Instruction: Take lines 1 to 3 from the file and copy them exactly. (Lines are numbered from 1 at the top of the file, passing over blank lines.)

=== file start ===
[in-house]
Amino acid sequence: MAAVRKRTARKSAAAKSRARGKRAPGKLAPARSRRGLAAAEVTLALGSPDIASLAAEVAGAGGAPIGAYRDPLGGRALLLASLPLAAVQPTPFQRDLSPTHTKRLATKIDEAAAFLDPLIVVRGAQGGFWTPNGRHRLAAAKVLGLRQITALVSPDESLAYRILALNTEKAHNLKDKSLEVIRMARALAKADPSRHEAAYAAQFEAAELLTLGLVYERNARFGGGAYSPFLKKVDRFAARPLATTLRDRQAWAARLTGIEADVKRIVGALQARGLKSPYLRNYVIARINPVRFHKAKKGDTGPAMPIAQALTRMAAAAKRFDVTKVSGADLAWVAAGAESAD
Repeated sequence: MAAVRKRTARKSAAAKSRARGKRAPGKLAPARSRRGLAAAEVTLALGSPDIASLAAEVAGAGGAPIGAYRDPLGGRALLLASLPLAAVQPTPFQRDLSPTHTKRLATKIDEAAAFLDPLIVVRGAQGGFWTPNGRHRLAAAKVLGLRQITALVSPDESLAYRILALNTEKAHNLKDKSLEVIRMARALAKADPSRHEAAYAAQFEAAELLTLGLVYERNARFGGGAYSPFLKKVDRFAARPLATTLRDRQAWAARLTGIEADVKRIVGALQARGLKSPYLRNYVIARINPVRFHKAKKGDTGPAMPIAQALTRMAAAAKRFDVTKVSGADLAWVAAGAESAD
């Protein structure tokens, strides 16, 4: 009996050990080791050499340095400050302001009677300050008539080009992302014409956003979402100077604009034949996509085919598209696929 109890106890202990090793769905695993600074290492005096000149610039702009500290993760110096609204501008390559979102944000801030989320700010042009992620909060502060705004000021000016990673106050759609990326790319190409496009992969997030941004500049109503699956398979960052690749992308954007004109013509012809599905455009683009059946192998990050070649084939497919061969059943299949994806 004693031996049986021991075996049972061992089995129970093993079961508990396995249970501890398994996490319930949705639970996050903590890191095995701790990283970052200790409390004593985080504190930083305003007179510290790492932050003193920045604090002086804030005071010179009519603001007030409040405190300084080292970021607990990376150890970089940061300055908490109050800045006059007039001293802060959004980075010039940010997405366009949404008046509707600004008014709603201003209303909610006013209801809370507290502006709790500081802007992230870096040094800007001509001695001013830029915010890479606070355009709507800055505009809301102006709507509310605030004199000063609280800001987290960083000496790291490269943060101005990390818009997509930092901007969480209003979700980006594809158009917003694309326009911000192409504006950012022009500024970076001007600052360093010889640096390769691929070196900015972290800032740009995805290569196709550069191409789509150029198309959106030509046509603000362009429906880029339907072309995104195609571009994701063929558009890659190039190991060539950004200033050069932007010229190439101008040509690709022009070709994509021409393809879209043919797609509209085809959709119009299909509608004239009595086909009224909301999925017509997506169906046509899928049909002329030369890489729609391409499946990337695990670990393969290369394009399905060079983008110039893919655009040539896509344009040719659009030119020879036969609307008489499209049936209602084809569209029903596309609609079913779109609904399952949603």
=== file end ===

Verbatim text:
[in-house]
Amino acid sequence: MAAVRKRTARKSAAAKSRARGKRAPGKLAPARSRRGLAAAEVTLALGSPDIASLAAEVAGAGGAPIGAYRDPLGGRALLLASLPLAAVQPTPFQRDLSPTHTKRLATKIDEAAAFLDPLIVVRGAQGGFWTPNGRHRLAAAKVLGLRQITALVSPDESLAYRILALNTEKAHNLKDKSLEVIRMARALAKADPSRHEAAYAAQFEAAELLTLGLVYERNARFGGGAYSPFLKKVDRFAARPLATTLRDRQAWAARLTGIEADVKRIVGALQARGLKSPYLRNYVIARINPVRFHKAKKGDTGPAMPIAQALTRMAAAAKRFDVTKVSGADLAWVAAGAESAD
Repeated sequence: MAAVRKRTARKSAAAKSRARGKRAPGKLAPARSRRGLAAAEVTLALGSPDIASLAAEVAGAGGAPIGAYRDPLGGRALLLASLPLAAVQPTPFQRDLSPTHTKRLATKIDEAAAFLDPLIVVRGAQGGFWTPNGRHRLAAAKVLGLRQITALVSPDESLAYRILALNTEKAHNLKDKSLEVIRMARALAKADPSRHEAAYAAQFEAAELLTLGLVYERNARFGGGAYSPFLKKVDRFAARPLATTLRDRQAWAARLTGIEADVKRIVGALQARGLKSPYLRNYVIARINPVRFHKAKKGDTGPAMPIAQALTRMAAAAKRFDVTKVSGADLAWVAAGAESAD